I used two quotes in a (long) article written some time ago of which I am reminded from time to time.
Technologists understand that they must build more stable and unobtrusive media. They must establish more coherent contexts into which the technology may disappear.
Malcolm McCullough. Abstracting craft: the practiced digital hand.
According to the French critic Christian Jacob, Callimachus’s library was the first example of a “utopian place of criticism, in which the texts can be compared, opened side by side”. With Callimachus, the library became an organized reading-space. Manguel, Alberto. A history of reading.
I liked them because each spoke to the topic we were looking at: how to create digital library environments where the means did not stand in the way of the ends.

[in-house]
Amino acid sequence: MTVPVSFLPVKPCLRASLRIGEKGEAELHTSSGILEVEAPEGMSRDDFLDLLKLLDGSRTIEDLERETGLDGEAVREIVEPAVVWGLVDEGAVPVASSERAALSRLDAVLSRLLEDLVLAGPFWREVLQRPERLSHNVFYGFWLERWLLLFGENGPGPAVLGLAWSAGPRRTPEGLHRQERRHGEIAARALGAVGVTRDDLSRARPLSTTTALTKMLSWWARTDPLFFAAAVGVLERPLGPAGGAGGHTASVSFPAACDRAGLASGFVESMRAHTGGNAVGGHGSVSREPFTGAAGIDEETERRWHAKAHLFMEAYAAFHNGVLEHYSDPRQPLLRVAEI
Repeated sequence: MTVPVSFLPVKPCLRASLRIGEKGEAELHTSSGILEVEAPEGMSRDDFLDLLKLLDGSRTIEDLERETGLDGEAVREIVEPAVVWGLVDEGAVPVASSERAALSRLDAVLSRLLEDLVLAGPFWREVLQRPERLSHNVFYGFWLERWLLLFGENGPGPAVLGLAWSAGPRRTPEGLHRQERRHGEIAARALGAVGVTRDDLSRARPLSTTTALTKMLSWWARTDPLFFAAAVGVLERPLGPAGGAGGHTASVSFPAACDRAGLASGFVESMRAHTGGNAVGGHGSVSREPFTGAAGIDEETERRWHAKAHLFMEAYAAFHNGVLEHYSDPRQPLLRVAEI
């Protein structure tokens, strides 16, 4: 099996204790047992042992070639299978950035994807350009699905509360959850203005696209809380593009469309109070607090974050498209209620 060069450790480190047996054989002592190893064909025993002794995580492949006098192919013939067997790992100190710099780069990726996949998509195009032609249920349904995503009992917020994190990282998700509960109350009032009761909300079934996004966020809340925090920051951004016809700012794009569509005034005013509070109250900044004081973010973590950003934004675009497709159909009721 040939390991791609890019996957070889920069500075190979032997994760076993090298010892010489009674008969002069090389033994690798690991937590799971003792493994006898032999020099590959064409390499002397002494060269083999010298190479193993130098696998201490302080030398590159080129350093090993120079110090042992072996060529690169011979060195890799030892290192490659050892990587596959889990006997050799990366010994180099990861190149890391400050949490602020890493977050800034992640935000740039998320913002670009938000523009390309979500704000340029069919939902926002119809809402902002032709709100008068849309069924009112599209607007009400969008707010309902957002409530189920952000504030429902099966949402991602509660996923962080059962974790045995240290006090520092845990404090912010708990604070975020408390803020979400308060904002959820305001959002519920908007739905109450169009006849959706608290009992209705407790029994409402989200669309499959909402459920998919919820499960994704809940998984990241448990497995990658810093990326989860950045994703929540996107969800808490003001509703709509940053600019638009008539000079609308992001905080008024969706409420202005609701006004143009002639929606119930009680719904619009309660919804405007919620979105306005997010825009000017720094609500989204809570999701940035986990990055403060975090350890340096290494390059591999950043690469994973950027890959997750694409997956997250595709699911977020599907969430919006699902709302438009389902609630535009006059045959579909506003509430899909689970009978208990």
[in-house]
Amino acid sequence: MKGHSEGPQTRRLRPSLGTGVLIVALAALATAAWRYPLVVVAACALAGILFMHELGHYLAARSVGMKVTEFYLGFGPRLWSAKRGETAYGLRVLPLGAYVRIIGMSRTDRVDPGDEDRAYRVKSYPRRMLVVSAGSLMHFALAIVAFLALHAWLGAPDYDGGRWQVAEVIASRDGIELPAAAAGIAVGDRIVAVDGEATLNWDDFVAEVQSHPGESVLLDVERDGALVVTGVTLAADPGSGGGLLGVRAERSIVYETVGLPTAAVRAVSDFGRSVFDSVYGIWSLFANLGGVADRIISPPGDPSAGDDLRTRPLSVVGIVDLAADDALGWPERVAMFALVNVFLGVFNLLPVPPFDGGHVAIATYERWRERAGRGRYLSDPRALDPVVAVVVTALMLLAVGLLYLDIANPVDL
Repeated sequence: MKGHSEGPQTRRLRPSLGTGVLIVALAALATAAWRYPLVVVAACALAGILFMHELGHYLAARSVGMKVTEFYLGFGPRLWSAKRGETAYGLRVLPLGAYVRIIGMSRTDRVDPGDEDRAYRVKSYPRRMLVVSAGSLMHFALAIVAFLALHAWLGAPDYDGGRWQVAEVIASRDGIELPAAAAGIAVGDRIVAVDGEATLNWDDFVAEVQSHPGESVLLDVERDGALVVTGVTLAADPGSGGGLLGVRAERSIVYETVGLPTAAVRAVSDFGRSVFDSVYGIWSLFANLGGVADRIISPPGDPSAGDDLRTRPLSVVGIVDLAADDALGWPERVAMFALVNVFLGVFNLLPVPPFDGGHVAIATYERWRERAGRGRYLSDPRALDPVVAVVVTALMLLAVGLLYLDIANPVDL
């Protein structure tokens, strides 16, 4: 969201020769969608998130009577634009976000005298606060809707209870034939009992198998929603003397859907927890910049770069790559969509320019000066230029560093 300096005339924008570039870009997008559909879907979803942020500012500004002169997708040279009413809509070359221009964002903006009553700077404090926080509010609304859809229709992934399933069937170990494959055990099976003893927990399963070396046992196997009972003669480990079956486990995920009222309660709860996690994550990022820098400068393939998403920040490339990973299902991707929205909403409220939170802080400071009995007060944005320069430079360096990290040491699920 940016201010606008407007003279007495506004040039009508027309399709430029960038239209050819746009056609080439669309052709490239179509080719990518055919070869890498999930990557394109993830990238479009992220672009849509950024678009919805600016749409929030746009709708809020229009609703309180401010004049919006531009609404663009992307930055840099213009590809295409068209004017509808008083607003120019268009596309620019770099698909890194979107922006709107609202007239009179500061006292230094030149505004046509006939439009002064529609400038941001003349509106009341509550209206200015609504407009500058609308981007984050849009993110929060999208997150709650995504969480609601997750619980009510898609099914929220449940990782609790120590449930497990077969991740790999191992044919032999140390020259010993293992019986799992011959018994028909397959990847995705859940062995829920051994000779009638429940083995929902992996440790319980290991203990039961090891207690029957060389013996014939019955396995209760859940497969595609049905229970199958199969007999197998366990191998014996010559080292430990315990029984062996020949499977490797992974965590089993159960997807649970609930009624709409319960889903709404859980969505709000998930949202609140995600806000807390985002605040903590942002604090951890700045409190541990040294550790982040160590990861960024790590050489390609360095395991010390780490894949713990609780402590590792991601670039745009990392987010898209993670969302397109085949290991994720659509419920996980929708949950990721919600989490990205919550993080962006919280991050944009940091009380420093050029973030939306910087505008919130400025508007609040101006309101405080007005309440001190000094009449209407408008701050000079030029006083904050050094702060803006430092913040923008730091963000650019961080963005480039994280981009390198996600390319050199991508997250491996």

Anyway, they came to mind again when I saw Caveat Lector’s note about the high transaction costs of interacting with e-journals. Another example of unhelpful fragmentation, where the pattern of supply does not match the pattern of need.
I note with no small amusement that I’m going to use the paper journals rather than full-text online whenever possible–yes, me, Ms. Electronic Text. I know where all the journals are in the SLIS library; they’re in a very small physical space. I can haul the Silver Surfer to campus, dig up and flip through dozen print articles off my DIALOG list, and annotate the good ones in much less time than it typically takes to navigate umpteen bloody database screens to get to full-text. [Caveat Lector � Tomorrow’s plan]
Incidentally, the Malcolm McCullough book is one of the most suggestive I have read in a long time.